What follows below is the 8th Chapter of Carlos Taibo’s Rethinking Anarchy: Direct Action, Self-Management, Autonomy (La Catarata, Madrid, 2013). This chapter addresses the complex relationship between anarchism, nationalism and the nation-State, as well as the issue of anarchism’s ability to speak people of the South. We have already translated and posted the “Prologue” and the “Chapter 1″ of this work (Click here), “Chapter 2″ (Click here), “Chapter 3″ (Click here), “Chapter 4” (click here), “Chapter 5” (Click here), “Chapter 6” (Click here) and “Chapter 7” (Click here). And we hope to continue in what will be the complete translation of the book. In this way we aim to share with English readers the work of one of the most significant anarchist voices today in spain.
Chapter 8: Nations, Anarchisms of the South
The National Question and Anarchism
Some months ago, one of the publications of one of the anarcho-syndicalist forces active among us expressed an idea that was not without significance. Referring to the period before the Spanish Civil War, it stated: “The anarchists did not support independence”. Few domains have been as muddy as that which concerns the relation between anarchism and the national question. How could an anarchist be a nationalist?, people ask who on occasion are themselves fully immersed, perhaps without knowing it, in the logic of State nationalism. How could anarchists distance themselves – others ask – from a national question that is at the heart of many of the disputes relative to State formation and its democratic nature?
At some point in the past, I suggested that there are only two reasonable ways to confront the national question. While the first suggests that since the 19th century, and on a significant part of the planet, political communities articulate themselves unequivocally and unavoidably in the form of nations which are, to borrow Anderson’s expression, imagined communities, while the second considers that nations are artificial and interested constructions that respond to the blatant aim of setting aside the class struggle and thereby assuring the corresponding privileges of the bourgeoisie. On paper, the latter was the overwhelmingly dominant view held by the libertarian movement, with the consequence that it pretended to not notice in any way the disputes – knowingly intense – and the positions that gave body to the national question.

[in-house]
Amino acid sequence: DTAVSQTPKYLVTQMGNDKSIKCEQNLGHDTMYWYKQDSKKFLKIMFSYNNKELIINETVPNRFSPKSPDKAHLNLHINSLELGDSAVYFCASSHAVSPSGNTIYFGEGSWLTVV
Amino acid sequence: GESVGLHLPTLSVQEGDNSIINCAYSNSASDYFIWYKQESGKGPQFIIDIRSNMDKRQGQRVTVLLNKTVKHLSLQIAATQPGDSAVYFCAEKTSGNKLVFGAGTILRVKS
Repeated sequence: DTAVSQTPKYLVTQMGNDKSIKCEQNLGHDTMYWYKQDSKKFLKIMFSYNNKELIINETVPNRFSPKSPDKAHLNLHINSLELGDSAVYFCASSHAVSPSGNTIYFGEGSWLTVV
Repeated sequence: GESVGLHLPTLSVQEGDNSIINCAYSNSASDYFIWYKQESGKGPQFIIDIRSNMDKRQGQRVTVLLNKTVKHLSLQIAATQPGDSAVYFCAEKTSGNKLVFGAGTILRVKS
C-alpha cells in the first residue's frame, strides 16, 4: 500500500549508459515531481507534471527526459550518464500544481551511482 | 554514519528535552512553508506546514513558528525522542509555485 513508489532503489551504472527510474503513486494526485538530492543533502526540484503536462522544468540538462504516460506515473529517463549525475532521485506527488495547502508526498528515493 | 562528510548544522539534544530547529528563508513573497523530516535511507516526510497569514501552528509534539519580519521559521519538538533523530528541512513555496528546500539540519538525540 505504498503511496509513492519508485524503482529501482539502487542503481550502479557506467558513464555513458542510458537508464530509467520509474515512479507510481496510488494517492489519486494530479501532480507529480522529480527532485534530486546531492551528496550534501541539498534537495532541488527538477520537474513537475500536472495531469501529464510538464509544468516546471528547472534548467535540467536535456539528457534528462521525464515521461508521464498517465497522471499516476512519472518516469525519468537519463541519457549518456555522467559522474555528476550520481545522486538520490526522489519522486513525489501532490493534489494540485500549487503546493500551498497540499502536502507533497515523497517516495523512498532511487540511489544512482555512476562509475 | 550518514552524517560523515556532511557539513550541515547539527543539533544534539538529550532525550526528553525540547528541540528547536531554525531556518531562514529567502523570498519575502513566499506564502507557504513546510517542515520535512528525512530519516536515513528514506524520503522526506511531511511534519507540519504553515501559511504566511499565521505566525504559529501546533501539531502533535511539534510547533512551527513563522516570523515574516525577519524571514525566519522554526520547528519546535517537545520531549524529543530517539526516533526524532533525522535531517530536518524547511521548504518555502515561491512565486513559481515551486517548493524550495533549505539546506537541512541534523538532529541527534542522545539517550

I am afraid that in relation to the libertarian view, that matters are nevertheless more complex. I will emphasis, without going further, that there are anarchist thinkers – for example, Bakunin – who perceive in nations a natural, or almost natural, reality, which is not in itself seen as an obstacle to the necessarily universalist and internationalist character of the libertarian project. “As a Slav, I wanted the emancipation of the Slavic race from the yoke of the Germans by means of revolution, that is, through the destruction of the Russian, Austrian, Prussian and Turkish empires, and with the reorganisation of peoples, from bottom to top, with their freedom, on the basis of a complete economic and political equality, and not be means of the force of an authority, however revolutionary it claims to be and however intelligent it is in fact”, wrote the famous Bakunin.(1) One of the recurrent elements in the work of the Russian anarchist, in addition, is the idea that the social revolution is inseparable from the liberation of subjected peoples. What is certain is that for Bakunin, far from proposing a nationalism that embraced the State, what he defended was a very different short term goal, grounded in a revolutionary and federalist project. As things were, and if we follow the views that I have just summarised, one fails to do justice to reality when it is affirmed that from the perspective of libertarianism, that internationalism and nationalism are diametrically opposed phenomena.